Dr. Scott Callaham is Lecturer of Hebrew and Old Testament at Baptist Theological Seminary, Singapore. Dr. Callaham has written extensively on Hebrew grammar and on broader issues of theology and ministry. In this episode, he discusses with Dr. Capes his mid-life calling to learn Chinese and then to teach through the medium of Chinese in Singapore. He shares special challenges he faces when explaining Hebrew grammatical concepts in Chinese. The Chinese language is quite different from that of English, and thinking critically about the language used for teaching can illuminate understanding of Hebrew grammar and pedagogy in fresh ways.
9 min 32 sec
Dr. Paul Anderson, Professor of Biblical and Quaker Studies at George Fox University, observes that while some scholars have not viewed John’s Gospel as a reliable source of historical information because of its theological Christ-hymn in John 1:1-18, its Greek vocabulary and form actually suggest it was added to the Gospel by John the Elder after the death of the Beloved Disciple – a confessional affirmation of John's grounded story of Jesus similar to 1 John 1:1-3.
11 min 31 sec
Andrew Burlingame, an alum of Wheaton’s Classical Languages program, is Assistant Professor of Hebrew at Wheaton College within the Department of Modern and Classical Languages. He was at the time of recording a Ph.D. candidate in Northwest Semitic Philology, Near Eastern Languages and Civilizations at the University of Chicago, but he has since graduated to Dr. Burlingame! In this conversation with David Capes, he highlights recent scholarship that has compared Ps. 2:5 with a Ugaritic legal text and suggested the possibility that the wording of Psalm 2 was drawn from technical legal language. Rather than “terrifying” the opposing rulers, God “disinherits” them.
7 min 55 sec
Dr. David Baer, an alum of Wheaton College, is Professor of Old Testament & Biblical Languages at Medellín’s Biblical Seminary of Colombia and directs United World Mission’s Theological Education Initiative. He talks about how ancient translators of the Hebrew resisted the language of Isa 57:15 so as to preserve a strong notion of God’s exalted status. In fact, this verse communicates the truth that the high and holy God actually dwells with the lowly.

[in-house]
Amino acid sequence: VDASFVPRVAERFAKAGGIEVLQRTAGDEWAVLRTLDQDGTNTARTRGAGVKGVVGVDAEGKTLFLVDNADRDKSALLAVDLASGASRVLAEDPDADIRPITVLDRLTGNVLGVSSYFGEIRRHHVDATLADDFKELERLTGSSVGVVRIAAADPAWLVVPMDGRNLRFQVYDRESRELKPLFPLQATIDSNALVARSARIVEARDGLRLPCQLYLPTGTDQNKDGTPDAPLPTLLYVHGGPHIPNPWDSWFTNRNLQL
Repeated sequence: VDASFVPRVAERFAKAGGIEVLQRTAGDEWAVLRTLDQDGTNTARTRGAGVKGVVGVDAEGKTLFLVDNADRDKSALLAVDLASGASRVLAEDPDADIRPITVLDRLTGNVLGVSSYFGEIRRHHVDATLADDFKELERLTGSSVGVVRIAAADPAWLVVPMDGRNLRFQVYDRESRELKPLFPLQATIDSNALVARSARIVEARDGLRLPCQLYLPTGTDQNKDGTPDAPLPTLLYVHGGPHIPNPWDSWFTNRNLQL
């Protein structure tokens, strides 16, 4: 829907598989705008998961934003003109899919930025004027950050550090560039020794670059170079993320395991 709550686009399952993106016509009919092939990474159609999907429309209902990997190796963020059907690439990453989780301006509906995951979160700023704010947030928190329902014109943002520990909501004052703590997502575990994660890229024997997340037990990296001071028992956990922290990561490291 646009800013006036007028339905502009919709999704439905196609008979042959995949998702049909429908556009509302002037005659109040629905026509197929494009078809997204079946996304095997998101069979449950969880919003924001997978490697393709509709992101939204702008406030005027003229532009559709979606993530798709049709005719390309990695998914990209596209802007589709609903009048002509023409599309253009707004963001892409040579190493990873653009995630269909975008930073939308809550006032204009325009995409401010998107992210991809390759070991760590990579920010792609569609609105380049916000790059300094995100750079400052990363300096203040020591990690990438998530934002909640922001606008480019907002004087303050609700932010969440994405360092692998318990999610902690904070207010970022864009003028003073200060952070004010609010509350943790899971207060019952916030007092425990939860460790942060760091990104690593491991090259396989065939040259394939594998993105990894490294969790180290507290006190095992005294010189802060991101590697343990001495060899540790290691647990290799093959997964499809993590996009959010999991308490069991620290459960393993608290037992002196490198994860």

9 min 16 sec
Dr. Richard Schultz, the Blanchard Professor of Old Testament in Wheaton College Graduate School, has co-authored with T. Norton Sterrett How to Understand the Bible, along with other books and articles. He talks about Genesis 12, 15, and 17 as the launch of salvation history, with particular reference to the words blessing, clan, and seed.
10 min 27 sec
Dr. Tim Brookins is Associate Professor of Classics and Biblical Languages at Houston Baptist University, and has co-authored with Bruce W. Longenecker, 1 Corinthians: A Handbook on the Greek Text, among other things. He illustrates the adage that a little learning of Greek, while good as a beginning, is a dangerous thing on its own. Does the grammar of Mark 1:8 tell us that John did not baptize “in” water?
7 min 5 sec
Carmen Imes (Ph.D., Wheaton College) is Associate Professor Old Testament at Prairie College (Canada). She has published several works including Bearing God’s Name: Why Sinai Still Matters (IVP, 2019). In this episode she discusses the command usually translated as “misusing” God’s name. It is about “bearing” God’s name so as to avoid misrepresenting who he is.
8 min 17 sec